A spokesperson for Spicer says: "Storytelling is key to changing hearts and minds, which will generate support for the necessary structural change."
MeToo has also been complicated by some high-profile legal cases. In April, actor Geoffrey Rush won a $2.9 million defamation suit against NewsCorp, publisher of The Daily Telegraph, after it was found that the newspaper could not prove the truth of an article that accused him of misconduct. That ruling is now the subject of an appeal.
In 2018, Sex Discrimination Commissioner Kate Jenkins launched a national inquiry into workplace sexual harassment, to examine whether the fear of defamation claims was having a "chilling effect" on complaints.
From an outpouring of fury and pain about sexual violence on social media, MeToo in Australia has – at an official level, at least – largely morphed into a focus on reducing sexual harassment in the workplace. The movement has also been beset by infighting. So has MeToo been derailed?
Jenkins says she is "very positive" about the impact of MeToo. After spending 20 years working as an employment lawyer, Jenkins says she has seen real changes since the movement began.
"Some [media] articles seem to say that MeToo has failed in Australia, and I couldn't disagree more with that," she says. "But that goes to how we measure success. Is it measured by eliminating sexual harassment at work, and reducing the harm if it does happen, or is it the longer term – does this become something that is no longer tolerated, that is not normalised?"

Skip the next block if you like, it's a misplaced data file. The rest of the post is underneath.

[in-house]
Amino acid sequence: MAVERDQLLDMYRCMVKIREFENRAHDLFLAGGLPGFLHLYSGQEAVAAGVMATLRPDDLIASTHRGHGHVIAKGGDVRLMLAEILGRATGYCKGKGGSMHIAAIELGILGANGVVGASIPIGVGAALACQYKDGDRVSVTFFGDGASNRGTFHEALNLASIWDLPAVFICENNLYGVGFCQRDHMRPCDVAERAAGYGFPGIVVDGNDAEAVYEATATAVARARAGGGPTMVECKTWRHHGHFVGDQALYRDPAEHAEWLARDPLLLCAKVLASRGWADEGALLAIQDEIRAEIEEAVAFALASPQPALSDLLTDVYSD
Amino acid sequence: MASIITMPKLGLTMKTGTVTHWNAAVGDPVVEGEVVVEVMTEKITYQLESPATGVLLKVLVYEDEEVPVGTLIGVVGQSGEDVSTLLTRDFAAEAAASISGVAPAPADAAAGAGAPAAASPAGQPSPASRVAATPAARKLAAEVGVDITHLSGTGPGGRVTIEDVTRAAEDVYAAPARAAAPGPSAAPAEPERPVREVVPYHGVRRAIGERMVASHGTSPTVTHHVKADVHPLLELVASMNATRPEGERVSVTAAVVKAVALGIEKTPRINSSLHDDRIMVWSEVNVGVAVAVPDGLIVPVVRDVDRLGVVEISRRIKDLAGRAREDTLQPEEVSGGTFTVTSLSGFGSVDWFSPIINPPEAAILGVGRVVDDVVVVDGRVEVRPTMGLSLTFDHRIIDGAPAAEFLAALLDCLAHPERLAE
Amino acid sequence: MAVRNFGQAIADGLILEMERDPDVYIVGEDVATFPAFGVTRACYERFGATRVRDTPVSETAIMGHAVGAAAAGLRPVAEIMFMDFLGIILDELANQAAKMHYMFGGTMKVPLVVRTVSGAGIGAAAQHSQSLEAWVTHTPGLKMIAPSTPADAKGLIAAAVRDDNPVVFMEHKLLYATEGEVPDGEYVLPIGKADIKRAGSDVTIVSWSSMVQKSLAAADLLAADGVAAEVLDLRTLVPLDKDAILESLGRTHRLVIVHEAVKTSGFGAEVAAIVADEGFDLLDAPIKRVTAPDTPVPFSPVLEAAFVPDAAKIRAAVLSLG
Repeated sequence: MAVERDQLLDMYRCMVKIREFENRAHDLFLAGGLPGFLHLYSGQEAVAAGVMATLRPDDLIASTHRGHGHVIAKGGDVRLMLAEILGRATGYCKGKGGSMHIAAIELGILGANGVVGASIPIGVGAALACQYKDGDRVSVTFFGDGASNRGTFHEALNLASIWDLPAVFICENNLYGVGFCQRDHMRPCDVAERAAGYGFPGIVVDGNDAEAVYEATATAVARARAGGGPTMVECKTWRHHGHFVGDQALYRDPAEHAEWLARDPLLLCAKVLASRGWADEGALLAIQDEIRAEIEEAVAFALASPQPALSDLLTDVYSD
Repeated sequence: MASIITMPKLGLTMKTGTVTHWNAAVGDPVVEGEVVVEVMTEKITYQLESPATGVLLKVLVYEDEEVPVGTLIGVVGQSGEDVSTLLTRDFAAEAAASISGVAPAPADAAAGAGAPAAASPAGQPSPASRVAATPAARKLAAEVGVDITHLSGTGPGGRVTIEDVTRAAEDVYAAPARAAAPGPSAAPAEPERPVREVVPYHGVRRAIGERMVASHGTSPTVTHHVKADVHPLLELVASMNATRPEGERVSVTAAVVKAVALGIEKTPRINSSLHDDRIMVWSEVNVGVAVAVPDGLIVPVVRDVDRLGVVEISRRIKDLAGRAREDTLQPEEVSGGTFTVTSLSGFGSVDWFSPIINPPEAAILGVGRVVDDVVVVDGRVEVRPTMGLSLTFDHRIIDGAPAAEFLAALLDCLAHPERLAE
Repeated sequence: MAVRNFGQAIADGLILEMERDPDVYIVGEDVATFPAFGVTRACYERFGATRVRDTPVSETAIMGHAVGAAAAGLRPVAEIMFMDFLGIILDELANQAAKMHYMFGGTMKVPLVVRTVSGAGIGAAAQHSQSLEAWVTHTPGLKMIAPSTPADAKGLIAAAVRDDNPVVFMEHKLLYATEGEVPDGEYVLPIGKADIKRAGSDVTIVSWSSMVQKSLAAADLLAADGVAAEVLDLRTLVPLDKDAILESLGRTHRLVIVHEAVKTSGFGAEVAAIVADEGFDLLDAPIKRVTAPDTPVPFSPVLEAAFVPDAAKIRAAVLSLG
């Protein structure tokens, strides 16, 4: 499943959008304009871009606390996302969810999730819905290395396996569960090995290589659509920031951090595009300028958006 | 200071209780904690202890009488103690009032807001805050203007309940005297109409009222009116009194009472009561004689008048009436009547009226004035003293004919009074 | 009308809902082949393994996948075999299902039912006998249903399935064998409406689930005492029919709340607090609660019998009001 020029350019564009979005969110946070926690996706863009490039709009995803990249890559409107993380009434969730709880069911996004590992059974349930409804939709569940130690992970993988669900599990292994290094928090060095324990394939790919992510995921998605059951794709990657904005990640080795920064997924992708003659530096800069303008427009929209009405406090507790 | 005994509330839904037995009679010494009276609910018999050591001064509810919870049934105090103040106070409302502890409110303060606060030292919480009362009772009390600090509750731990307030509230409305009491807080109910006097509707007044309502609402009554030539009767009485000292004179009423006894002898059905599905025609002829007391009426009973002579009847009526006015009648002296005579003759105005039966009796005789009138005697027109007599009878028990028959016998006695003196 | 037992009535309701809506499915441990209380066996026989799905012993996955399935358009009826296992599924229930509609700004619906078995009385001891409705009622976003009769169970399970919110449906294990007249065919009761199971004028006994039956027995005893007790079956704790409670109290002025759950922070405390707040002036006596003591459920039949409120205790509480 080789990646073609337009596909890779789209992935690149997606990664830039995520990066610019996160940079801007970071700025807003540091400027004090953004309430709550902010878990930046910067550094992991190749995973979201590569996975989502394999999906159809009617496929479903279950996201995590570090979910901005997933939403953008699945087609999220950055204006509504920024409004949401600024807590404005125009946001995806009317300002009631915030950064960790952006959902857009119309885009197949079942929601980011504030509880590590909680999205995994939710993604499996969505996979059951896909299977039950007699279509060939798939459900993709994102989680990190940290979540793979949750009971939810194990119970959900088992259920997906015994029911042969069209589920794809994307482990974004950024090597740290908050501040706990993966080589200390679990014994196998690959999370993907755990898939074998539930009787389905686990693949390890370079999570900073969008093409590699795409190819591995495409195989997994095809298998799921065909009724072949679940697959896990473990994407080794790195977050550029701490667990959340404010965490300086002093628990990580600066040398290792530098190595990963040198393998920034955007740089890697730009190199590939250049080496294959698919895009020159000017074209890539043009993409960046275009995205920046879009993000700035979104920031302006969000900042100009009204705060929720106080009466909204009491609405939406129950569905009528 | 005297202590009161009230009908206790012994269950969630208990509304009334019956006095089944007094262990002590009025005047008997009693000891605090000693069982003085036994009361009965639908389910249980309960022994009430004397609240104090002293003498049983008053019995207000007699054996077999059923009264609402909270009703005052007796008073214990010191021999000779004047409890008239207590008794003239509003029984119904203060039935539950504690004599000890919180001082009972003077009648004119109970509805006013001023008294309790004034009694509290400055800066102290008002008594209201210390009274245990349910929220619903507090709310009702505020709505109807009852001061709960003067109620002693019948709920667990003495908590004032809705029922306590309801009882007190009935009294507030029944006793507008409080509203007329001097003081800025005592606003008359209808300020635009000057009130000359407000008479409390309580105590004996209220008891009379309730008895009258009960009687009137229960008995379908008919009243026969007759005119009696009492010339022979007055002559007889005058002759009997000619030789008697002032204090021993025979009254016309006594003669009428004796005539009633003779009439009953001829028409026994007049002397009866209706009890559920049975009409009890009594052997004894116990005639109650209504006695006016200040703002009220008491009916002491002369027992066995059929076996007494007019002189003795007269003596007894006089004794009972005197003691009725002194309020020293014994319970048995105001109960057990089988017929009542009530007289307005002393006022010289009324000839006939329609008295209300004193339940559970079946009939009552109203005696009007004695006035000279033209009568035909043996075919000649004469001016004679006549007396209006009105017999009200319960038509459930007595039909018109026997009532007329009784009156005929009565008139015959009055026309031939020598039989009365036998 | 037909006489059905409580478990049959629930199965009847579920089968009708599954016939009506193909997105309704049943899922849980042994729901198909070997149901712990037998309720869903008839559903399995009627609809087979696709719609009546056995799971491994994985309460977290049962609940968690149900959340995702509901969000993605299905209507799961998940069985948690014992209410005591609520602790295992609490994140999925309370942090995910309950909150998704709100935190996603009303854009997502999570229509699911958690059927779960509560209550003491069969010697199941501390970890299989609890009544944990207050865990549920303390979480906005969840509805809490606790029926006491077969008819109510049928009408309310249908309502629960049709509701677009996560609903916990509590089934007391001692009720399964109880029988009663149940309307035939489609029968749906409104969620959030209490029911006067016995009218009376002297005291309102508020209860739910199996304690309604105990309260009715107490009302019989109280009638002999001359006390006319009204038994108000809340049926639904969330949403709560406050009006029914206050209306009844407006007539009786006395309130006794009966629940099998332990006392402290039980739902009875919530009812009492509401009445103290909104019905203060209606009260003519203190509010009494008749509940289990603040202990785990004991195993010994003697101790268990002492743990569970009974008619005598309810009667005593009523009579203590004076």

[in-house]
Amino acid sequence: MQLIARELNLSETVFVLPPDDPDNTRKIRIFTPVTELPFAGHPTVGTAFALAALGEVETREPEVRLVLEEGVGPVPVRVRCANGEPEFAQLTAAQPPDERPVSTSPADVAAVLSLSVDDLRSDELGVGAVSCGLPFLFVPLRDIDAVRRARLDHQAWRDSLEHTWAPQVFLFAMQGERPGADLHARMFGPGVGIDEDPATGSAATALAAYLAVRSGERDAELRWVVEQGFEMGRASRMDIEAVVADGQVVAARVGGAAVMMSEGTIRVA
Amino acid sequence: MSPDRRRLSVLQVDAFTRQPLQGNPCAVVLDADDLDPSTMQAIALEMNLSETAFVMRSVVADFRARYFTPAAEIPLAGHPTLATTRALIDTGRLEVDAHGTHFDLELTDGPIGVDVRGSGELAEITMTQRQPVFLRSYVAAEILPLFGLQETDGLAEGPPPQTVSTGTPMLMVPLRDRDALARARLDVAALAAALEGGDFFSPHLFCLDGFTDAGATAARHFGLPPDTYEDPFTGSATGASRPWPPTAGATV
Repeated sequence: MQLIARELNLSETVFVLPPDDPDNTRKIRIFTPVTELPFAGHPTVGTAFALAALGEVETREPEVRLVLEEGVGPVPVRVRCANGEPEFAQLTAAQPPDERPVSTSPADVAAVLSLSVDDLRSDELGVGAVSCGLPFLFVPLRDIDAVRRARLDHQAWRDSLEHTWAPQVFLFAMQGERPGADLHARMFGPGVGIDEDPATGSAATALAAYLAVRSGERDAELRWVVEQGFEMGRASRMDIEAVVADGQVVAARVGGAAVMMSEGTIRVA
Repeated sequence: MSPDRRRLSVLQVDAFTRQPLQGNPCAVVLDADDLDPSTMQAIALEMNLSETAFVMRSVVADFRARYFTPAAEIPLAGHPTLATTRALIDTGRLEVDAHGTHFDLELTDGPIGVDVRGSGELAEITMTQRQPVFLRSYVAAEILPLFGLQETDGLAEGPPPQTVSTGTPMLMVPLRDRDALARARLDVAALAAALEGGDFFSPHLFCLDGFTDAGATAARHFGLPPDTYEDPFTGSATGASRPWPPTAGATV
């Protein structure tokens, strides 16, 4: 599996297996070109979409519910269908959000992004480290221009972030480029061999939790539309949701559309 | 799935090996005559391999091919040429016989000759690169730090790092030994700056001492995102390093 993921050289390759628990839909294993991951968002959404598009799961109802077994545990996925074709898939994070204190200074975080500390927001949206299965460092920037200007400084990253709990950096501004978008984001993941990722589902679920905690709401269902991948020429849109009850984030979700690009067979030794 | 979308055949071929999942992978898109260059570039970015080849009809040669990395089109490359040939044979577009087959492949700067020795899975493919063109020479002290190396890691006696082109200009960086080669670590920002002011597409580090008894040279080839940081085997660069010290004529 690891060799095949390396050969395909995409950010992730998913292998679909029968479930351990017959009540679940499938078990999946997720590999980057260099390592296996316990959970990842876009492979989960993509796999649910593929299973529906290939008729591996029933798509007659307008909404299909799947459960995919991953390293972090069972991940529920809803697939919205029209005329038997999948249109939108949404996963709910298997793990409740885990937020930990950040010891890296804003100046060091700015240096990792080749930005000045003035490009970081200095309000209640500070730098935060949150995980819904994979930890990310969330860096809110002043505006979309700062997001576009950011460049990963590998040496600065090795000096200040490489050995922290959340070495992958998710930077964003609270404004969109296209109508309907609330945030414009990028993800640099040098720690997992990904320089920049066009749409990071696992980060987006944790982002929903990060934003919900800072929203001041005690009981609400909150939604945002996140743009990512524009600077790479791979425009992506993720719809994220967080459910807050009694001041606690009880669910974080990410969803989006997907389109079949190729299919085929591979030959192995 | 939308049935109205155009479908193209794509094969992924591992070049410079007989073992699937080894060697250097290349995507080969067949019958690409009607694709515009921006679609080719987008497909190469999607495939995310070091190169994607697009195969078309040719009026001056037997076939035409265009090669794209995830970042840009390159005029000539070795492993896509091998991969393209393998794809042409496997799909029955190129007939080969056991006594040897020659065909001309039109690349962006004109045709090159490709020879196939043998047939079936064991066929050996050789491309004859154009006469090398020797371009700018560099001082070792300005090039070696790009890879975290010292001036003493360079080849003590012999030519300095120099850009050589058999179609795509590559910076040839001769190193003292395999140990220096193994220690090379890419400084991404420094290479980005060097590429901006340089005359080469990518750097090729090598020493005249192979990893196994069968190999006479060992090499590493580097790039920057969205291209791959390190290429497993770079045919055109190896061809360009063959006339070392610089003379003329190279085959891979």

Jenkins says that in the wake of MeToo, the federal government, businesses and union groups have thrown their support behind the commission's sexual harassment inquiry. She points to a new International Labour Organisation convention on harassment and work, and a new national action plan on the prevention of violence against women – which includes sexual harassment – as tangible wins.
Victorian Equal Opportunity and Human Rights Commissioner Kristen Hilton agrees. She says the movement has performed a valuable role in raising awareness. Up to 80 per cent of sexual harassment complaints made to the commission involve people being harassed at work.
"MeToo has done two things – it's delivered women and other people who've suffered sexual harassment more confidence to speak out and it's put workplaces on notice," Hilton says. "Workplaces are requesting more education and training, but in my view that's coming from a very low base. Sexual harassment is very widespread and continues to be."
But Hilton says there is more to do.
Likening MeToo to the cultural transformation that led to the introduction of seatbelts, she argues the time has come to convert awareness into structural change. "That's what we haven't seen yet."
If you or someone you know has experienced sexual assault or harassment you can call 1800-RESPECT on 1800 737 732. You can also contact mental health services Lifeline on 131 114 or Beyond Blue on 1300 224 636.